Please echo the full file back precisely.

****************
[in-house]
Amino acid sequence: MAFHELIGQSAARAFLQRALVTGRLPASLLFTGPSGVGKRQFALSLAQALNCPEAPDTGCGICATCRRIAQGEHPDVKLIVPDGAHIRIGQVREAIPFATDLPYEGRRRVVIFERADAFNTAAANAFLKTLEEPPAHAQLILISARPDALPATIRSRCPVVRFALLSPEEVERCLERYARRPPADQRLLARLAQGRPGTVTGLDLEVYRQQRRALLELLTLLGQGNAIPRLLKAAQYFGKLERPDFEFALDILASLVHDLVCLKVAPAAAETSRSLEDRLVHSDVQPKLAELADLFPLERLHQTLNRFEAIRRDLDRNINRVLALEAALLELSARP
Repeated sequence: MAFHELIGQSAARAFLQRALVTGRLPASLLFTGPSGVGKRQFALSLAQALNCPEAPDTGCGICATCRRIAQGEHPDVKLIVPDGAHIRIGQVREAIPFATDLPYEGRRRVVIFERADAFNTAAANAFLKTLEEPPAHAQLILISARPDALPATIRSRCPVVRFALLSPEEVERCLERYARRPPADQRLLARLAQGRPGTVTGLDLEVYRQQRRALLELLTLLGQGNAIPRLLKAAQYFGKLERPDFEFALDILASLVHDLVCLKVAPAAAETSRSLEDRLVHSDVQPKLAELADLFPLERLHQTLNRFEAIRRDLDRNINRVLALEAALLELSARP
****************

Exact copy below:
[in-house]
Amino acid sequence: MAFHELIGQSAARAFLQRALVTGRLPASLLFTGPSGVGKRQFALSLAQALNCPEAPDTGCGICATCRRIAQGEHPDVKLIVPDGAHIRIGQVREAIPFATDLPYEGRRRVVIFERADAFNTAAANAFLKTLEEPPAHAQLILISARPDALPATIRSRCPVVRFALLSPEEVERCLERYARRPPADQRLLARLAQGRPGTVTGLDLEVYRQQRRALLELLTLLGQGNAIPRLLKAAQYFGKLERPDFEFALDILASLVHDLVCLKVAPAAAETSRSLEDRLVHSDVQPKLAELADLFPLERLHQTLNRFEAIRRDLDRNINRVLALEAALLELSARP
Repeated sequence: MAFHELIGQSAARAFLQRALVTGRLPASLLFTGPSGVGKRQFALSLAQALNCPEAPDTGCGICATCRRIAQGEHPDVKLIVPDGAHIRIGQVREAIPFATDLPYEGRRRVVIFERADAFNTAAANAFLKTLEEPPAHAQLILISARPDALPATIRSRCPVVRFALLSPEEVERCLERYARRPPADQRLLARLAQGRPGTVTGLDLEVYRQQRRALLELLTLLGQGNAIPRLLKAAQYFGKLERPDFEFALDILASLVHDLVCLKVAPAAAETSRSLEDRLVHSDVQPKLAELADLFPLERLHQTLNRFEAIRRDLDRNINRVLALEAALLELSARP